The world's bond buyers have turned on Europe's deeply indebted governments and fled to another deeply indebted government across the Atlantic -- the U.S. As a result, U.S borrowing costs have plunged to historic lows while rising rates in Europe have many worried about a catastrophic financial crisis.
The European debt crisis has made the U.S. Treasury market the world's most popular spot for bond investors. But Kathleen Gaffney, co-manager of the $19.1 billion Loomis Sayles Bond fund, refuses to join them.
Gaffney concedes that over the course of a few months or even a year, it might look like a bad move. The Loomis flagship fund dropped 5 percent in the three months starting in July, while the benchmark bond index gained 3.8 percent. Like bond giant Bill Gross at Pimco, she avoided U.S. government debt and refused to follow the rest of the world into Treasurys this summer. The Treasury rally has pushed the Barclay's index up 7 percent this year, compared with her fund's 3 percent gain.
But Gaffney is used to getting the big picture right. The $19.1 billion Loomis Sayles Bond fund she helps manage has rewarded investors with an average 10 percent return each year for a decade. Morningstar and Lipper both rank it in the top tier of bond funds.
So Gaffney plans on sticking to her call. With Treasury yields below 2 percent, U.S. government debt isn't worth the risk. And what if other bond buyers eventually sour on U.S. Treasurys just as they have European government debt? For now, she'd rather buy corporate junk bonds.
In a recent interview, Gaffney talked to The Associated Press about why she avoids Treasurys, the prospect of another credit-rating cut for the U.S. and the appeal of Canada.
Q: If you could go back in time and get a chance to do it all over again, would you load up on Treasurys and sell them back to everybody else in August?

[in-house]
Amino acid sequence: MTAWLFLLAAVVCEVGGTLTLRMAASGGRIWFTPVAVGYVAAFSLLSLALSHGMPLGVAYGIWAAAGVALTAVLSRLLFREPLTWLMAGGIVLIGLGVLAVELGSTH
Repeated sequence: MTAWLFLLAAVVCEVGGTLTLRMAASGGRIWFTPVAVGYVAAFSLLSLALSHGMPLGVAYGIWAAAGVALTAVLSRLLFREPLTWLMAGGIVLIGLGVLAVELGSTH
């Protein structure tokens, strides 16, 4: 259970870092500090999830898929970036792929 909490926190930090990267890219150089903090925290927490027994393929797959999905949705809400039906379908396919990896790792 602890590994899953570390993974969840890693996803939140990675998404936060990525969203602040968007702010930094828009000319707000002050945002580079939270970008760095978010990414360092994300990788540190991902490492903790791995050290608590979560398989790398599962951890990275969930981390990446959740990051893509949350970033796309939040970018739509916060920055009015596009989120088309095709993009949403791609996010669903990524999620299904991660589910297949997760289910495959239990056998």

Nope. Not at all. We're not trying to win a popularity contest. It's really about the yield. You'll never get good long-term returns if you park your money in bonds paying less than 2 percent. The best way to have success is to follow your long-term perspective.
Q: So how much in Treasurys do you hold now? Your benchmark index is about 50 percent Treasurys.
We have no Treasury position in the fund. None of any kind. It's been that way since March. They're the least attractive asset class for the long term. They're return-free (they pay less than the annual rate of inflation). They're also very risky because rates will eventually go up.
Q: How do you replace U.S. government bonds?
The alternative that we've found is Canadian government bonds. They make up about 9 percent of our fund. It's a deep market. But it's really the natural resources that we like. Countries that export natural resources such as oil and metals are tied to rising commodity prices. They can protect against inflation. We also like Australia and New Zealand. Like Canada, their government budgets are in sound shape. And they export more than they import.
Q: Will the Congressional supercommittee's failure to reach an agreement on $1.2 trillion in budget cuts affect the Treasury market? Automatic cuts are supposed to start in 2013, but some Republicans have said they'll try to stop that from happening.
The concern is what do they do now. I think Congress is going to find a way to repeal the automatic spending cuts. The rating agencies would not look kindly upon that. We'd be looking at another downgrade for U.S. Treasurys. After the downgrade from S&P in August, Treasurys continued to act as a safe haven. This time the market may not be as kind.